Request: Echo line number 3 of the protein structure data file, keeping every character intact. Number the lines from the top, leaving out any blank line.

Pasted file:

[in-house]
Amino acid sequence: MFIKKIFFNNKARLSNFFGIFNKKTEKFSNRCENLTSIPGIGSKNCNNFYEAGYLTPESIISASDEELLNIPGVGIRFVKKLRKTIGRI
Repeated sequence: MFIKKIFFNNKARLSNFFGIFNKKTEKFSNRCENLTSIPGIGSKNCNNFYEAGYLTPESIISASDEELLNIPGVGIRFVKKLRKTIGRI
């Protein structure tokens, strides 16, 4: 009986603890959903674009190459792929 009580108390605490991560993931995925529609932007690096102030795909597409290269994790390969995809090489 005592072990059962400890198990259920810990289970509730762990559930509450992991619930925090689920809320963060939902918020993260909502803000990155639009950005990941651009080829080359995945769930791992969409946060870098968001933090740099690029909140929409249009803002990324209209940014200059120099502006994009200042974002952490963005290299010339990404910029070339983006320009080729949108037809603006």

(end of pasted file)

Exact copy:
Repeated sequence: MFIKKIFFNNKARLSNFFGIFNKKTEKFSNRCENLTSIPGIGSKNCNNFYEAGYLTPESIISASDEELLNIPGVGIRFVKKLRKTIGRI